Version tested: PC
Do you know that strange bit of gaming folklore that an RPG can be judged by its first town? It's true more often that not. Baldur's Gate 2 was a planet-sized experience that thrilled in first setting you loose in the intimidatingly vast city of Amn. The first Fallout's settlement of Shady Sands was a bleak scrap of nowhere where the primitive inhabitants could be saved, perhaps, but they could also be exploited.
The Witcher 2's first quest hub, the damp and drunken swamp town of Flotsam, is as true a statement of intent as I've ever seen in an RPG. If you didn't play the first Witcher and aren't aware of the setting and mythology behind these games, a description of Flotsam should bring you up to speed.
Flotsam is a gory place. On one side, the stinking, moss-coloured Pontar river dutifully carries a huge number of trade vessels, but also a legendary monster. On the other, a larger-than-life fairytale forest hides everything from colonies of burrowing, bloodthirsty imps ("Nekkers") to the Scoia'tael, a guerrilla army of elves.
In the universe of The Witcher, elves and dwarves are the subject of heavy racism from humans, and the Scoia'tael represent a furious, deeply political elf faction who Just Won't Take It Anymore. If they had their way, Flotsam would be reduced to ash. They can't have their way, however, thanks to Flotsam's similarly resolute commander and his disproportionately large, hateful, womanising militia.
Flotasm sounds like hell, right? Wrong. Flotsam's beautiful. Everything from the architecture, to the conversations you overhear, to the tasks given to you by the nervous inhabitants - it's all breathtakingly believable. Flotsam being a disgusting and dangerous place, both materially and morally, isn't the point. The point is that - as you watch a butcher hack a cow apart under a pale sun and listen in on a conversation about who shagged who last night - the setting is real enough that you'll actually be disgusted, and feel in danger.
This is the most obvious of The Witcher 2's many achievements. It provides a world that's so well thought out and so lovingly crafted that the player is transported. Flotsam is a shitty place, yes, but The Witcher's is a shitty world. What CD Projekt has achieved here, more so than any RPG I can think of from the last five years, is bringing its (shitty) world to life.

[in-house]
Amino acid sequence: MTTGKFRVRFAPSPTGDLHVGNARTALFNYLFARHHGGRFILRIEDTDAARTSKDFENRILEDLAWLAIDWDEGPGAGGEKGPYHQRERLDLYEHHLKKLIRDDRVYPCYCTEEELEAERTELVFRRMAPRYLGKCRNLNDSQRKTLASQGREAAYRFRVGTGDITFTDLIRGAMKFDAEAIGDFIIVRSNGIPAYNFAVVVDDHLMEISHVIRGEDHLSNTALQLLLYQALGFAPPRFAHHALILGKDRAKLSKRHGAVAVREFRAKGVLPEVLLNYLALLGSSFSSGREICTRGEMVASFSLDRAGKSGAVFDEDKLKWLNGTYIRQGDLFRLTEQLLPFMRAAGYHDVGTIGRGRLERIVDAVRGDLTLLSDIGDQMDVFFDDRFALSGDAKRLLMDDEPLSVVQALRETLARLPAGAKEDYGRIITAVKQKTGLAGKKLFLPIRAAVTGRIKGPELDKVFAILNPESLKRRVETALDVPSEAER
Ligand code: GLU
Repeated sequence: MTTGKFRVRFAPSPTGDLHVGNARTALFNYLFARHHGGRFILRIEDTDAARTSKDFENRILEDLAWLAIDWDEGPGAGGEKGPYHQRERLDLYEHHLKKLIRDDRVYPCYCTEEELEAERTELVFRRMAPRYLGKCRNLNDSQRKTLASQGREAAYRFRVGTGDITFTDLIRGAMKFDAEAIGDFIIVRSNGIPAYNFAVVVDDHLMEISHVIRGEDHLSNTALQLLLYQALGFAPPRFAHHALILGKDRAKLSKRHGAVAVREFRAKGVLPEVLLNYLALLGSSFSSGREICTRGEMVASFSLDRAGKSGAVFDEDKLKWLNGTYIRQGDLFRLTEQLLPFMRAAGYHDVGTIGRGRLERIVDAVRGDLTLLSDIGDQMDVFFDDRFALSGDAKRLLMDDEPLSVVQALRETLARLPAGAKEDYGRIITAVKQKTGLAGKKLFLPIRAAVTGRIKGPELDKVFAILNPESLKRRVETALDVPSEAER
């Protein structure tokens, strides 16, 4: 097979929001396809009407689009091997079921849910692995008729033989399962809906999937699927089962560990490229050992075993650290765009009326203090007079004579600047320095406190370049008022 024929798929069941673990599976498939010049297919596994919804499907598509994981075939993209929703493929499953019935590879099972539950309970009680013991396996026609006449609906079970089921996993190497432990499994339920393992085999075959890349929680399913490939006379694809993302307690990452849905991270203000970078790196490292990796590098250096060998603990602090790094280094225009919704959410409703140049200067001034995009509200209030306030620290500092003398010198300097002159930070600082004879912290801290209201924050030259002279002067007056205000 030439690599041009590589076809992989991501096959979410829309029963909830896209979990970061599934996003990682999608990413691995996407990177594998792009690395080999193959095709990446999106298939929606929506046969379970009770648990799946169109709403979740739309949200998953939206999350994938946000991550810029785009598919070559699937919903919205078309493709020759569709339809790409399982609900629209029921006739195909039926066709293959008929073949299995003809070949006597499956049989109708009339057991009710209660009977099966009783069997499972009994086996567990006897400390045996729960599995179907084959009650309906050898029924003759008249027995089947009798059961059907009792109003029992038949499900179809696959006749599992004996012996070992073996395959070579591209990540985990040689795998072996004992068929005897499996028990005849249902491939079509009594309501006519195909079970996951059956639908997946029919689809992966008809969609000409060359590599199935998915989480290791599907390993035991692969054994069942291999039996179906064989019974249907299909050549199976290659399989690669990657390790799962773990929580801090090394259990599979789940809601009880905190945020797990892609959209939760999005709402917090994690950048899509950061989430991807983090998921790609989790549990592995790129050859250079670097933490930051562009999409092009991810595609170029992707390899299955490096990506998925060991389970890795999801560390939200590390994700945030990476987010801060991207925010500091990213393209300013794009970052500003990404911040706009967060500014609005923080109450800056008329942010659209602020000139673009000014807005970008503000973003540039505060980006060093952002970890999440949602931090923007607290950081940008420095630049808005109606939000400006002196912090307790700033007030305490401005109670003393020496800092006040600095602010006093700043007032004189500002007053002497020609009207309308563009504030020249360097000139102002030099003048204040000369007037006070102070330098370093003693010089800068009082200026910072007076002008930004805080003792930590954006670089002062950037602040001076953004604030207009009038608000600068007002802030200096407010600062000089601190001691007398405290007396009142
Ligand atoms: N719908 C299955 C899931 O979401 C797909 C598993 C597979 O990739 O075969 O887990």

This plausibility extends to the game's merciless plot. It's a tale of love, war, unlikely allegiances, unexpected rape and even more unexpected pregnancies, assassinations and accidents, with so many bent moral codes and political groups that any gamer who wants more than a vague sense of what's going on will often find themselves referring to the brilliantly written in-game codex of information.
For now, it's probably best to sum the plot up by saying that your character, Geralt of Rivia, is trying to prove that he is not, in fact, the titular assassin of kings, and move onto exactly who and what Geralt is.
Geralt is a Witcher, a rare breed of mutant notable for two things. One, they're legendarily strong and have a knack for magic, and make their living as monster slayers. Two, they're sterile, and therefore a hit with ye olde ladies.
The Witcher games have, a little sadly, come to be defined by all the sex Geralt has, with the "sex cards" you collected in the first game being a pretty memorable feature. The sex cards are actually gone this time around. While Geralt can still seduce his way around the world if you so desire, there's less sex in general (with one wonderfully venomous quest even using the promise of it to trick you). In part that's because this is a shorter game (clocking in at some 25 hours), but also because it's keener to press you into the fighting that defines Geralt.
Combat is also the key area where The Witcher 2 falls from greatness. When it works, which it does for most of the time, it's a joy. Simultaneously slow and panicked, you control Geralt from a third-person perspective, delivering heavy blows from one of his two-handed swords (silver for monsters, steel for everything else) with clicks from the mouse. A few key shortcuts handle magic, evasive rolls, throwing knives and traps.
Combat itself is a matter of crowd control. You get hits in where you can, cast spells when you can't, and live in terror of being flanked. Being totally surrounded results in you getting bounced around like a football with such incredible brutality that it might be funny if it weren't happening to you.